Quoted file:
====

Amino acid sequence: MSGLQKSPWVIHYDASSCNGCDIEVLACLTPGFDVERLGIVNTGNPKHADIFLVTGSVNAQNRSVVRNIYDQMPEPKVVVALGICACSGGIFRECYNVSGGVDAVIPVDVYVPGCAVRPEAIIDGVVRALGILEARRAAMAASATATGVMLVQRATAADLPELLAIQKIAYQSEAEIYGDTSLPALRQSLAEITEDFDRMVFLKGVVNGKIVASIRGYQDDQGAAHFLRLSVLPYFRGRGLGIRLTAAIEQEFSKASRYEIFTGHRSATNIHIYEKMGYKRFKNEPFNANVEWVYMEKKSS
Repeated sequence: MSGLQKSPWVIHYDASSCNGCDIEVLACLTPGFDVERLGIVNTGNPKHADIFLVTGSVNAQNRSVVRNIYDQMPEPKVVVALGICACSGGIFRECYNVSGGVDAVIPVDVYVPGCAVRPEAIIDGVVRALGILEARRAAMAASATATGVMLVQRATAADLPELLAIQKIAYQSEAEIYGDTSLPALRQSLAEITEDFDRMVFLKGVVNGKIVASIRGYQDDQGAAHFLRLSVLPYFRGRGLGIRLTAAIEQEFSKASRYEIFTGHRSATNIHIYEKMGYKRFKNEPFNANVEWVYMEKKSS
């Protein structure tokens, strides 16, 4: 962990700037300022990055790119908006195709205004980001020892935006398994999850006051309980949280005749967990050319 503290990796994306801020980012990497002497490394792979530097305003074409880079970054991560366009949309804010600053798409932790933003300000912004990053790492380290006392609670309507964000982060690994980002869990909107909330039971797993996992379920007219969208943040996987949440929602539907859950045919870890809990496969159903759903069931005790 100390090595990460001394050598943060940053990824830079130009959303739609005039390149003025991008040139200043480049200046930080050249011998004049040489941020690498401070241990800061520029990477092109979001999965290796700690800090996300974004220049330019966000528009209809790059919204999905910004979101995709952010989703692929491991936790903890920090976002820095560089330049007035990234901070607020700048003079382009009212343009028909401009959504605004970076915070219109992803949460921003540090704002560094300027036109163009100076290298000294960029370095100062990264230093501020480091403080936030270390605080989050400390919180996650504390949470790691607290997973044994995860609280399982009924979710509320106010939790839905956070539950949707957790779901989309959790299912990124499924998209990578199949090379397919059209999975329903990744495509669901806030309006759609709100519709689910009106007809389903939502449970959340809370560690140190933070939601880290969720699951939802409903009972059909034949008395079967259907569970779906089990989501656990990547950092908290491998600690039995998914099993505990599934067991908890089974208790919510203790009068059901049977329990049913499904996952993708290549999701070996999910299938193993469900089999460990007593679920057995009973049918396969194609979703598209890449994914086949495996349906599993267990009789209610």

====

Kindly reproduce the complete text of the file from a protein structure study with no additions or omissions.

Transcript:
Amino acid sequence: MSGLQKSPWVIHYDASSCNGCDIEVLACLTPGFDVERLGIVNTGNPKHADIFLVTGSVNAQNRSVVRNIYDQMPEPKVVVALGICACSGGIFRECYNVSGGVDAVIPVDVYVPGCAVRPEAIIDGVVRALGILEARRAAMAASATATGVMLVQRATAADLPELLAIQKIAYQSEAEIYGDTSLPALRQSLAEITEDFDRMVFLKGVVNGKIVASIRGYQDDQGAAHFLRLSVLPYFRGRGLGIRLTAAIEQEFSKASRYEIFTGHRSATNIHIYEKMGYKRFKNEPFNANVEWVYMEKKSS
Repeated sequence: MSGLQKSPWVIHYDASSCNGCDIEVLACLTPGFDVERLGIVNTGNPKHADIFLVTGSVNAQNRSVVRNIYDQMPEPKVVVALGICACSGGIFRECYNVSGGVDAVIPVDVYVPGCAVRPEAIIDGVVRALGILEARRAAMAASATATGVMLVQRATAADLPELLAIQKIAYQSEAEIYGDTSLPALRQSLAEITEDFDRMVFLKGVVNGKIVASIRGYQDDQGAAHFLRLSVLPYFRGRGLGIRLTAAIEQEFSKASRYEIFTGHRSATNIHIYEKMGYKRFKNEPFNANVEWVYMEKKSS
């Protein structure tokens, strides 16, 4: 962990700037300022990055790119908006195709205004980001020892935006398994999850006051309980949280005749967990050319 503290990796994306801020980012990497002497490394792979530097305003074409880079970054991560366009949309804010600053798409932790933003300000912004990053790492380290006392609670309507964000982060690994980002869990909107909330039971797993996992379920007219969208943040996987949440929602539907859950045919870890809990496969159903759903069931005790 100390090595990460001394050598943060940053990824830079130009959303739609005039390149003025991008040139200043480049200046930080050249011998004049040489941020690498401070241990800061520029990477092109979001999965290796700690800090996300974004220049330019966000528009209809790059919204999905910004979101995709952010989703692929491991936790903890920090976002820095560089330049007035990234901070607020700048003079382009009212343009028909401009959504605004970076915070219109992803949460921003540090704002560094300027036109163009100076290298000294960029370095100062990264230093501020480091403080936030270390605080989050400390919180996650504390949470790691607290997973044994995860609280399982009924979710509320106010939790839905956070539950949707957790779901989309959790299912990124499924998209990578199949090379397919059209999975329903990744495509669901806030309006759609709100519709689910009106007809389903939502449970959340809370560690140190933070939601880290969720699951939802409903009972059909034949008395079967259907569970779906089990989501656990990547950092908290491998600690039995998914099993505990599934067991908890089974208790919510203790009068059901049977329990049913499904996952993708290549999701070996999910299938193993469900089999460990007593679920057995009973049918396969194609979703598209890449994914086949495996349906599993267990009789209610």